From Radley’s description I thought he was sitting in a rocking chair with a harmonica and a chaw of tabaccy.

  42. #42 |  MDGuy | 

    After reading the latest TSA outrage I can’t help but think the whole thing is just the Stanford Prison Experiment writ large. It’s a self-perpetuating cycle: the agents of authority push the envelope on just how far they can dehumanize the people caught in their little fiefdom, and the further they push the envelope the more they normalize that interaction and pave the way for ever-more-intrusive search and abuse. I wonder if Americans will finally stand up and declare they’ve had enough when some tin-pot jihadist sneaks a bomb up his ass past TSA and they respond with mandatory rectal examinations for all travelers.

  43. #43 |  derfel cadarn | 

    The TSA and LEOs are all thugs. No redeeming social value.

  44. #44 |  Bob | 

    #40 Carl Drega

    Calling Hale – a full patch Pagan – “an ex-marine” is bullshit Radley. Then current membership in an ultra violent gang is probably more relevant to the shooting than his former military service isn’t it?

    Being a Pagan is a 24/7 commitment to crime and violence.

    And there you have it! See how easy it is for humans to vilify other humans? Let’s just round up the Pagans and gas them down!

    The guy was unarmed, sitting on a porch. The police had no warrant for his arrest. Further, the guy HAD NO ARREST RECORD.

    The police, on the other hand, were all fired up. state police Lt. Patrick Ogden told Browne prior to the killing that guns and drugs were recovered two days earlier during a search warrant at the home where Hale was killed, that Hale was a member of the motorcycle club and that “Mr. Hale had been known to carry firearms.” Hale had a permit from Virginia to carry concealed weapons.

    So even if he WAS armed, (Which he was not) it would have been perfectly legal for him to be.

    See how this works? The Police convince themselves that this guy is the sum of all evil, then ride out LYNCH MOB style and confront him. Tasers fly, guns are drawn, shots are fired. That’s good work, boys!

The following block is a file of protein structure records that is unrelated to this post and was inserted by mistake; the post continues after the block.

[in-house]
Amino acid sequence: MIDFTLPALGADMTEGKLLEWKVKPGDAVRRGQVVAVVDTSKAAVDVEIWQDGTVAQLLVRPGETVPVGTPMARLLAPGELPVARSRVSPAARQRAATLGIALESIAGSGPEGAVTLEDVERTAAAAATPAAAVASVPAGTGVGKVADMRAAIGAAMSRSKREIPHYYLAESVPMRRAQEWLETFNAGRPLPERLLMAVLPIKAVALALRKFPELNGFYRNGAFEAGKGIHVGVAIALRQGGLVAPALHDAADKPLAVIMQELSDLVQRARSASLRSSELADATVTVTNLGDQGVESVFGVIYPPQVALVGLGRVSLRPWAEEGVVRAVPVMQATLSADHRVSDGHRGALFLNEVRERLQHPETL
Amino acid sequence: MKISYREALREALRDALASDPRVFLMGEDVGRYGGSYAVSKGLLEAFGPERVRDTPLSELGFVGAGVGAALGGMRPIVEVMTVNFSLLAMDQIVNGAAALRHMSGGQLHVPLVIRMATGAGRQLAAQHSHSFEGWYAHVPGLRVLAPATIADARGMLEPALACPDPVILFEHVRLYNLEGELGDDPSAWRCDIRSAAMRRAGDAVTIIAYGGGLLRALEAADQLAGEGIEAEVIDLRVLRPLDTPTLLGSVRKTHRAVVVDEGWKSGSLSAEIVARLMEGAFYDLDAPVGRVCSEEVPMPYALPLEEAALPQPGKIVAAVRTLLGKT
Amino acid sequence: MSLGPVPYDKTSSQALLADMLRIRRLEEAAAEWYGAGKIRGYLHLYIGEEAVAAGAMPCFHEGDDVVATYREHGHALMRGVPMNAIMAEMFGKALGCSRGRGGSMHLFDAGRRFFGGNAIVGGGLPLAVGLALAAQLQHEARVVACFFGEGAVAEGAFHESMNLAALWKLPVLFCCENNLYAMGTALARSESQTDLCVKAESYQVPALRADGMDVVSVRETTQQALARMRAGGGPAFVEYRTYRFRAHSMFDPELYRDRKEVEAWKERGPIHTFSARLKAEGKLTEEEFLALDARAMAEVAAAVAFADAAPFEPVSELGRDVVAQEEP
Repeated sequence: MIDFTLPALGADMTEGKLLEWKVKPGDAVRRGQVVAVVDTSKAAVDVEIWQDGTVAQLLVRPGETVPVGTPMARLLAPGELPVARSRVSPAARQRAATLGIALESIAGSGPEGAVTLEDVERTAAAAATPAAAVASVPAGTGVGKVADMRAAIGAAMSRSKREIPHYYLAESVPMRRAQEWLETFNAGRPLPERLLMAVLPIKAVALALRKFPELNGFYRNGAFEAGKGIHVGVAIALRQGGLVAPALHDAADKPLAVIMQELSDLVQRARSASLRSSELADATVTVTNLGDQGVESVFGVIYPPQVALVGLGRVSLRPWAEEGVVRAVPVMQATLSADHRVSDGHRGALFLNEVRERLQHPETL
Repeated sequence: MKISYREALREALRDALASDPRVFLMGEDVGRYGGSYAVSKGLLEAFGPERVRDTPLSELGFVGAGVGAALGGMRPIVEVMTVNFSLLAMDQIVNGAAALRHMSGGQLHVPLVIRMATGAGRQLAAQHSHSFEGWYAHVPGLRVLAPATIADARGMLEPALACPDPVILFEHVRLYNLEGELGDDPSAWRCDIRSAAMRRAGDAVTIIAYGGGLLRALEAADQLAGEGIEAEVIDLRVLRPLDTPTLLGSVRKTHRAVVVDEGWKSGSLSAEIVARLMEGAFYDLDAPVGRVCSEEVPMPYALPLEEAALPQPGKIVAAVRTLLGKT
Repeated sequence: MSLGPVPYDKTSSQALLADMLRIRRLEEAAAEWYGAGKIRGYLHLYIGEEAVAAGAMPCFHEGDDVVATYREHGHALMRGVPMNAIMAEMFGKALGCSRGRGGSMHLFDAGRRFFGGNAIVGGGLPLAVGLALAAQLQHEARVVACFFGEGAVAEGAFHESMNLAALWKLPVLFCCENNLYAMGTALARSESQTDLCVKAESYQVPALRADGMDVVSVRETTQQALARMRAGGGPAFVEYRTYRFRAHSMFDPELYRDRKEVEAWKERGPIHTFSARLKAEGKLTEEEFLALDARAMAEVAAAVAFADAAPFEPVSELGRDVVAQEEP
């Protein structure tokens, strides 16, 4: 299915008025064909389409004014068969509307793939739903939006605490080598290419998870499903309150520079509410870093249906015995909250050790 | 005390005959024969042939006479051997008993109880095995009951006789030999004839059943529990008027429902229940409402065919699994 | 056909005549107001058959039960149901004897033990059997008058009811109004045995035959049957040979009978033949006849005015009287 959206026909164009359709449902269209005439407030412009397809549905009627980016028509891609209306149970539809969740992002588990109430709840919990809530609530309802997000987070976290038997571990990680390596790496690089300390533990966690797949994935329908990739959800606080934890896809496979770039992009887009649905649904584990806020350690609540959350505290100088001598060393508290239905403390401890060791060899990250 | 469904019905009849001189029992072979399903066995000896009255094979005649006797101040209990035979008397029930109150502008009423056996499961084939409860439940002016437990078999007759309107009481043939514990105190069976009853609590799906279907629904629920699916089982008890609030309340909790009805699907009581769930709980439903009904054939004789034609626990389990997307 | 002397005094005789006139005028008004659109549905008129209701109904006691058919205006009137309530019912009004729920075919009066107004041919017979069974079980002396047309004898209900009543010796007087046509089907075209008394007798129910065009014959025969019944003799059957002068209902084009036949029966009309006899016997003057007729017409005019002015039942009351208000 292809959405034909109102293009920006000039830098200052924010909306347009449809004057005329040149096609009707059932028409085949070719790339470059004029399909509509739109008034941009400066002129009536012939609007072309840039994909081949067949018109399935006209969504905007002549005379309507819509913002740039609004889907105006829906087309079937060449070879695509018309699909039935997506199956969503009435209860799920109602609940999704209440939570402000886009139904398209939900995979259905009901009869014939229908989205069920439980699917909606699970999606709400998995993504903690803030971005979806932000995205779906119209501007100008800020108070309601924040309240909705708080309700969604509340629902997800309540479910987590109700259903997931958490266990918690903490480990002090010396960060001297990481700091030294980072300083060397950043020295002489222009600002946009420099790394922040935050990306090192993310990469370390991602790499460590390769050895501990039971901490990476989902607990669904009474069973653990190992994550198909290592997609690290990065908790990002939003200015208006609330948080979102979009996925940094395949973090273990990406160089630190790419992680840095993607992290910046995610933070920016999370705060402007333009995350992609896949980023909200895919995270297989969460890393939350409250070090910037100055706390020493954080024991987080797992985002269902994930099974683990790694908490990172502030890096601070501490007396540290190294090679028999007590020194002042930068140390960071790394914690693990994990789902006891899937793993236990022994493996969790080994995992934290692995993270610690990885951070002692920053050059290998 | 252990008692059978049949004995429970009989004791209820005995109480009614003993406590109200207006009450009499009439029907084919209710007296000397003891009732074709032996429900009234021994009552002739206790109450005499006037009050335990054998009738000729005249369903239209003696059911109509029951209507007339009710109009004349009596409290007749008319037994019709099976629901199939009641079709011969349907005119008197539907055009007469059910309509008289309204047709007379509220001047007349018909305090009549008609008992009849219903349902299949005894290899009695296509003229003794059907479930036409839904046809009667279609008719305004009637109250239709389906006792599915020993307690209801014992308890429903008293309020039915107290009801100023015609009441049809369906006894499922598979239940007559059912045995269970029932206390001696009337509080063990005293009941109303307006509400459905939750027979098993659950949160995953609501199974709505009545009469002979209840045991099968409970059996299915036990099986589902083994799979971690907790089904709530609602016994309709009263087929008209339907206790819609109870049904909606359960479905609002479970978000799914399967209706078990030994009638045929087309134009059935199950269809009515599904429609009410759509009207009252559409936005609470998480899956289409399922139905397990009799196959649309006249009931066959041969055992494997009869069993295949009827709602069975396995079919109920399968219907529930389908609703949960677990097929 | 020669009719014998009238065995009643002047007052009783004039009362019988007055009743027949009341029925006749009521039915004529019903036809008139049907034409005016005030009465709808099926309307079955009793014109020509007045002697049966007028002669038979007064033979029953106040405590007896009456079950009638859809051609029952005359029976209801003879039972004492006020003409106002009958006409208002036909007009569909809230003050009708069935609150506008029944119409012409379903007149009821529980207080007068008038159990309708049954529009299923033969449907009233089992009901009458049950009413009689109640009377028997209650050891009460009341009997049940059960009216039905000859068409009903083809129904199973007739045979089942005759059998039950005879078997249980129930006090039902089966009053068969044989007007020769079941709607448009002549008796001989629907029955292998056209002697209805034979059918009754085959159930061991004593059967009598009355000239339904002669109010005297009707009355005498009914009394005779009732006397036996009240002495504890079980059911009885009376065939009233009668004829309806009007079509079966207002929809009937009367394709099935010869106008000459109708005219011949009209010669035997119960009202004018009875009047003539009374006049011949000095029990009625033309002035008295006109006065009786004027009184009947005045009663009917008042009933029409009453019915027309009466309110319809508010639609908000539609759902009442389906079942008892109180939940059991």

But it’s all legal because they’re the boys in blue! The protectors of little children and Unicorns.

  45. #45 |  Carl Drega | 

    “And there you have it! See how easy it is for humans to vilify other humans?”

    Villify:

    1.
    to speak ill of; defame; slander.
    2.
    Obsolete . to make vile.

    Speaking the truth about his membership in a horribly violent evil group of men – which requires from all its membership that they regularly batter others at a minimum – is not vilification.

    “Let’s just round up the Pagans and gas them down!”

    While unconstitutional, it would certainly be a boon to civil society.

  46. #46 |  Oscar | 

    Re Assange: Consider the positions the government is taking:

    * The First Amendment protections for a free press apply only to “journalists”, not to everyone.

    * The government gets to decide who is a journalist and who isn’t.

    Taken together, these two things would wipe out freedom of speech, since the government can take away your freedom of speech just by asserting you’re not a journalist.

    There’s another idea they’re sneaking in there: the idea that being a “political actor” disqualifies you from First Amendment protection. In other words, they’re saying that the First Amendment doesn’t protect political speech (a complete inversion, since protecting political speech was the primary purpose of that amendment’s free speech protections).

  47. #47 |  ravenshrike | 

    Assange became a political actor the moment he assembled the security file and threatened in a public forum to have it released if anything happened to him. If the threat had been made through private communication things might be different, but the venue he chose for his announcement defined him as a political actor.